The Importance of Kanye’s “Jerk” GRAMMYs Comments: What Makes Music GOOD?
The daily newspaper that is my Twitter feed recently informed me that The College Dropout, Kanye West’s debut album, celebrated its eleventh birthday on February 10th. With the release of the rapper’s “Through The Wire”-spurring LP back in 2004, West also launched his label GOOD (Getting Out Our Dreams) Music — a cheeky moniker that appears arrogant at first glance but holds deeper meaning once the acronym is broken down. Fast forward to just over a decade later, and Kanye’s gone from critically-acclaimed artist and producer to essentially a mockery of his former self in the public eye. He’s still held on to millions of fans as his image continues to be ridiculed, but their praises fall on deaf ears as many people are up in arms over the latest hijinks he’s brought to the table.
If you haven’t heard by now, ‘Ye’s comments about Beck winning Album of the Year at the 2015 GRAMMYs over Beyonce at an E! News after-party have ruffled the feathers of the Internet. Here’s the quote in question:
“I just know that the Grammys, if they want real artists, to keep coming back, they need to stop playing with us. We ain’t gonna play with them no more. And Beck needs to respect artistry and he should’ve given his award to Beyonce. Because when you keep on diminishing art and not respecting the craft and smacking people in their face after they deliver monumental feats of music, you’re disrespectful to inspiration and we as musicians have to inspire people who go to work every day, and they listen to that Beyonce album and they feel like it takes them to another place.”
It should also be noted that Kanye stormed the GRAMMYs stage when Beck accepted his award, pulling a “Kanye 2.o” (referring to his now-famous act of interrupting Taylor Swift, at Beyonce’s defence, at the 2009 MTV VMAs) but not actually taking the mic from under him — just alluding to it. Sparking laughs out of his followers and respecters, the rest of the world felt the need to criticize him on attempting to pull this “rude” move once again, and of course following it up with the thoughts above. Not that it matters to his naysayers, but Kanye covered up his headline-making opinions to waiting paparazzi when he touched down in New York fresh off The GRAMMYs a day later:
“No, I wasn’t saying Beck, I was saying the Grammys! Beck knows that Beyonce should have won. Come on, man, I love Beck. But he ain’t have Album of the Year.”
Whether or not this cover-up was truthful, it really wasn’t necessary, because the damage has been done. I have been scouring the web for days now; scanning many comments on Facebook, Twitter, and Disqus alike just to see what kind of hate the public has for this man. As mentioned in this article, I’ve gotten “jerk,” “ass,” “rude,” lacking “class” and “taste,” “talentless,” “Autotuned mess” — I could go on. But this article wasn’t made to regurgitate Kanye’s ever-growing global backlash. Now that a backstory has been established, the conversation about what makes music “good” is what I’m hoping to nail.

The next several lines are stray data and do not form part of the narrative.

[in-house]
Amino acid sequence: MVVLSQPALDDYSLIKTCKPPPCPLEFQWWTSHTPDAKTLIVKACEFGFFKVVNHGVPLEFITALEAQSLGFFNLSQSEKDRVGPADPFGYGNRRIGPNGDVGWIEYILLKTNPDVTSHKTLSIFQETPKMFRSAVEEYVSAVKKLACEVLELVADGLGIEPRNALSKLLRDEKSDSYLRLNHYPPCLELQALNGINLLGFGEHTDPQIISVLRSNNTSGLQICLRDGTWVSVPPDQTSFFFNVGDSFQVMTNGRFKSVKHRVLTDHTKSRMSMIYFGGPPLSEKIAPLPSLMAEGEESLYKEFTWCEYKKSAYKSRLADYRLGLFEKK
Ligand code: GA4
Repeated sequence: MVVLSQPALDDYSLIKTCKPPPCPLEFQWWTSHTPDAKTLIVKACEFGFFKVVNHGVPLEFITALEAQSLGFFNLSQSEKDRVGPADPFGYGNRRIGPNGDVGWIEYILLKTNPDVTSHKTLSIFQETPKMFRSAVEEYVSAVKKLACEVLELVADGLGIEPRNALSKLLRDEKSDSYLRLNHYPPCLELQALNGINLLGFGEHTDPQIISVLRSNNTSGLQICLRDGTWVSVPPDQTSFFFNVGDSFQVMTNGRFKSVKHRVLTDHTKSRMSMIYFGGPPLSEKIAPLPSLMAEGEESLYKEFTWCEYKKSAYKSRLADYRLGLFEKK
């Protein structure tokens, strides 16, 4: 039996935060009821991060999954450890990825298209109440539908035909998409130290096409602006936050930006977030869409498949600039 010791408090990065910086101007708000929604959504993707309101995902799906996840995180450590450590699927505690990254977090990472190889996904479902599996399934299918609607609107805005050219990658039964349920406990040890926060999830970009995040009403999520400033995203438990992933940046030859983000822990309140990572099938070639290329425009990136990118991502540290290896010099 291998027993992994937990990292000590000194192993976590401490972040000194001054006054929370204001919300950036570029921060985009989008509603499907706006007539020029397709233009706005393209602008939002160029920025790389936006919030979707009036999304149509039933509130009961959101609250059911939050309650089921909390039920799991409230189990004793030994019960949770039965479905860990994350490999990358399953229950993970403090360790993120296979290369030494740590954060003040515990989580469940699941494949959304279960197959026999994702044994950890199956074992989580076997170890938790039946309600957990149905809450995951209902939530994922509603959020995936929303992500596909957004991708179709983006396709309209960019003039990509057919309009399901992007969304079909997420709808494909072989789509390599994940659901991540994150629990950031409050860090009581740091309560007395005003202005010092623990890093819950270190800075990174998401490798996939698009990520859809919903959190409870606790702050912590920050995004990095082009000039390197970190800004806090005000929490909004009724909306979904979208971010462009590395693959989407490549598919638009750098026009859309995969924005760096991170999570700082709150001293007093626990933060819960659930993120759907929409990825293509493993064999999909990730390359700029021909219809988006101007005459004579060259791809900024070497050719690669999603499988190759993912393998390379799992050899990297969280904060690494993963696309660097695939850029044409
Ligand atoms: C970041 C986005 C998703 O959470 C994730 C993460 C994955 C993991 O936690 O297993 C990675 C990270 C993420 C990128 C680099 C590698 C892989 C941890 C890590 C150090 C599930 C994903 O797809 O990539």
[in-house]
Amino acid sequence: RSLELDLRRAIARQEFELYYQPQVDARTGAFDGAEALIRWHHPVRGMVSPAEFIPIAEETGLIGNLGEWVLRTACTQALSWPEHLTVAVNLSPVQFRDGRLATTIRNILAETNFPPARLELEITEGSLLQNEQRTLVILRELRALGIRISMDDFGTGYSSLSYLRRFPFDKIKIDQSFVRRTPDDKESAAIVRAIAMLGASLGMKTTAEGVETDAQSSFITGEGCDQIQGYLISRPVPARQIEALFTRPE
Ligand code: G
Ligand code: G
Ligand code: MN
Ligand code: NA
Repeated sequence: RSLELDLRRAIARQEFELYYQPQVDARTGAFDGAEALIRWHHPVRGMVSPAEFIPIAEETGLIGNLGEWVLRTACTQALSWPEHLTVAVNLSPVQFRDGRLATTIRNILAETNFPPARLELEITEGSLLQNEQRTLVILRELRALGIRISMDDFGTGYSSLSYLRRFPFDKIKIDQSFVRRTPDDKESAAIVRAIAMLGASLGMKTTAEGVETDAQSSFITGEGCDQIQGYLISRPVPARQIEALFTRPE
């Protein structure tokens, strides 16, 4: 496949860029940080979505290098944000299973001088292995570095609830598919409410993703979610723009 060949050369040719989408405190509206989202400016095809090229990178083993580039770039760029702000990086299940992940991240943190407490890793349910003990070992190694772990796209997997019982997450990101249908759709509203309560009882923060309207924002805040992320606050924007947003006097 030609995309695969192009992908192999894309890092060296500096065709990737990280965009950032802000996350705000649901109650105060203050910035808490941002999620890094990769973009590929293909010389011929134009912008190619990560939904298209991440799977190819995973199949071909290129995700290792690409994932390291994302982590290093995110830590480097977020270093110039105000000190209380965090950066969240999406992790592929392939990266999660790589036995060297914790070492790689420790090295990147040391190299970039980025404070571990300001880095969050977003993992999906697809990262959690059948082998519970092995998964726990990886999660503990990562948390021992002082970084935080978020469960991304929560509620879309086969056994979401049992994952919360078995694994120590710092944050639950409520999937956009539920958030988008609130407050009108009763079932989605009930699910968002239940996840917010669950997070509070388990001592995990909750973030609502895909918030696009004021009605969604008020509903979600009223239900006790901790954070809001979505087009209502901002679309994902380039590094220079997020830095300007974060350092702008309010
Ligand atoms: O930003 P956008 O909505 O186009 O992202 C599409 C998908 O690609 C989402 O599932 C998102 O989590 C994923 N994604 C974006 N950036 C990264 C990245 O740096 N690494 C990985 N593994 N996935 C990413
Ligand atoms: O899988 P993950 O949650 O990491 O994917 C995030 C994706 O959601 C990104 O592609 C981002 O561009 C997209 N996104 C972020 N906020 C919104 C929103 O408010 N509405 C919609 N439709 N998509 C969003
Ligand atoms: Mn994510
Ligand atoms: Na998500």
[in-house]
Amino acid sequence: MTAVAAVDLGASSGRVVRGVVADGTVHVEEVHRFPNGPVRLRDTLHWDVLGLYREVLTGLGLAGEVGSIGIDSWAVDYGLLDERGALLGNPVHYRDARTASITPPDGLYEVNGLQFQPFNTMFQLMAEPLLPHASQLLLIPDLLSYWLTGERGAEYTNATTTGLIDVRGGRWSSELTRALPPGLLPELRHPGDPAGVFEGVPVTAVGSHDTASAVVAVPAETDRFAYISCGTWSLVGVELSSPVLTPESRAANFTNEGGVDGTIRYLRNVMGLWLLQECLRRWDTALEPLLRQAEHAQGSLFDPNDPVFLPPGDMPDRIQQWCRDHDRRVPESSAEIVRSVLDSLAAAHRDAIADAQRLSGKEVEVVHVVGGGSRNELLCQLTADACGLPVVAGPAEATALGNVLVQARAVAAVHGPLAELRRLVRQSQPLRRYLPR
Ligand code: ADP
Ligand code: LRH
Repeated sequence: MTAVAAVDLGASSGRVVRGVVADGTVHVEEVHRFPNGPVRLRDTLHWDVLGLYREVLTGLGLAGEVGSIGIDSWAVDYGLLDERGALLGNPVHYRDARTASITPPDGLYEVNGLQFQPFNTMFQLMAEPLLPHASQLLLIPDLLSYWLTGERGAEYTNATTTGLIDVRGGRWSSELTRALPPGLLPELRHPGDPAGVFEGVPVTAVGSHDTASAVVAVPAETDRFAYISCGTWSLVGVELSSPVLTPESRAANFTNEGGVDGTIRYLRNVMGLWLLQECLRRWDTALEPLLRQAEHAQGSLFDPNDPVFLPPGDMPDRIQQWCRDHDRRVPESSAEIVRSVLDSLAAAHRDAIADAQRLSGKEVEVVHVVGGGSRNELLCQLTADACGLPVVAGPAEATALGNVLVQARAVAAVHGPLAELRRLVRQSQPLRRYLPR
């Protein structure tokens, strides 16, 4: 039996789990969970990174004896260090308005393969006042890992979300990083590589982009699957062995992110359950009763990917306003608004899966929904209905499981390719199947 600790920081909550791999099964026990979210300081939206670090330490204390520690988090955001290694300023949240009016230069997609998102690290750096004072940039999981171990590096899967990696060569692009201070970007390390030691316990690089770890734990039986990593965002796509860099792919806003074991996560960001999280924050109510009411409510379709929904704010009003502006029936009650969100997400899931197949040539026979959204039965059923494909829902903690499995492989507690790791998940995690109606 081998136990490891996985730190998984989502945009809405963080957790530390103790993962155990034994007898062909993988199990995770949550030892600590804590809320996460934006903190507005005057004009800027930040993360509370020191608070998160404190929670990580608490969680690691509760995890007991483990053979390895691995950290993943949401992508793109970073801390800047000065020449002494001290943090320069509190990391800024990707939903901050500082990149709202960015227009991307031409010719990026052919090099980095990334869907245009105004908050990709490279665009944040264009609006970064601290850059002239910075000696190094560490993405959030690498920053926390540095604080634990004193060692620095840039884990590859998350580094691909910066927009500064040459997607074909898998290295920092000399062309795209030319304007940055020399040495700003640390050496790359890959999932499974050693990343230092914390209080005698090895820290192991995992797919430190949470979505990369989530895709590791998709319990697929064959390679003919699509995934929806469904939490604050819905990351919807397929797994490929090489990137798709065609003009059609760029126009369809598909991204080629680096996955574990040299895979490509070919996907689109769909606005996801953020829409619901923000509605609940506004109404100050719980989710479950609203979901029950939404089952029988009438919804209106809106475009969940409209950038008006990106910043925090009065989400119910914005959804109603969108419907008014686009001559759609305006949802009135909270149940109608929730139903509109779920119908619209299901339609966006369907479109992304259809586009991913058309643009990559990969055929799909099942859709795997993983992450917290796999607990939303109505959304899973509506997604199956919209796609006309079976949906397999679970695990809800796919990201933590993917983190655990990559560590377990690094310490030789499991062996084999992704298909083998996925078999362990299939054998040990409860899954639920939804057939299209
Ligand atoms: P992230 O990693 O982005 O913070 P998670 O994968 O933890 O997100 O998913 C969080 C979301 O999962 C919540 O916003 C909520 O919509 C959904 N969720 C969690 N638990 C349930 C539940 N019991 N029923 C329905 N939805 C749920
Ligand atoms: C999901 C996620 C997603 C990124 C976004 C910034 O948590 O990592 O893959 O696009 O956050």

For some context as to where my head (and heart) stands on this issue, I have been working as a content editor in popular music for four and a half years now. I’ve loved pop for most of my life — my first personal cassette tape was The Spice Girls’ debut and I played it till the ribbons came out — but the world told me to stop loving the genre when I went to middle school. Puberty is truly a terrible time when most kids just want to “fit in” and “be cool,” so I dropped a lot of what I was listening to and picked up what everybody else liked (at the time, it was rock staples like Alice Cooper and Guns N’ Roses…insert eye roll here). However, in the mornings and when I got home from school, the television was set to MuchMusic & MuchMoreMusic respectively, giving me my pop fill while I brought a burned CD of 70s and 80s-era rock in my Walkman to class to show off to friends at lunchtime.
Nowadays, I love pop more than ever and I’m not ashamed to admit it. This personal movement has not only stemmed from my job in the industry, but the rising social impact that the Internet has pioneered on coming to terms with what you like and not letting people bring you down because of it (this tumblr post is a great example). That being said, there are some aspects of pop that I simply cannot get behind. I’m way too old to begin to understand the boy bands of today, Meghan Trainor grinds my gears to no end, and every time I hear Hozier’s “Take Me To Church” my stomach hurts because he’s just slightly off beat in my books. But I feel the same about so many other genres of music. The continuous argument about rock being dead is definitely true in some parts, but some of my favourite albums of 2014 ended up being rock ones. I also loved — and despised — music in the revered genres of hip-hop, alternative, and Americana genres from last year. These points aren’t added to make me seem like some genre-spanning music curator; they’re to support the fact that pop music still isn’t considered, in reference to Kanye’s label, GOOD music. Pardon my French, but how come pop music keeps getting the shit end of the stick when it comes to criticism?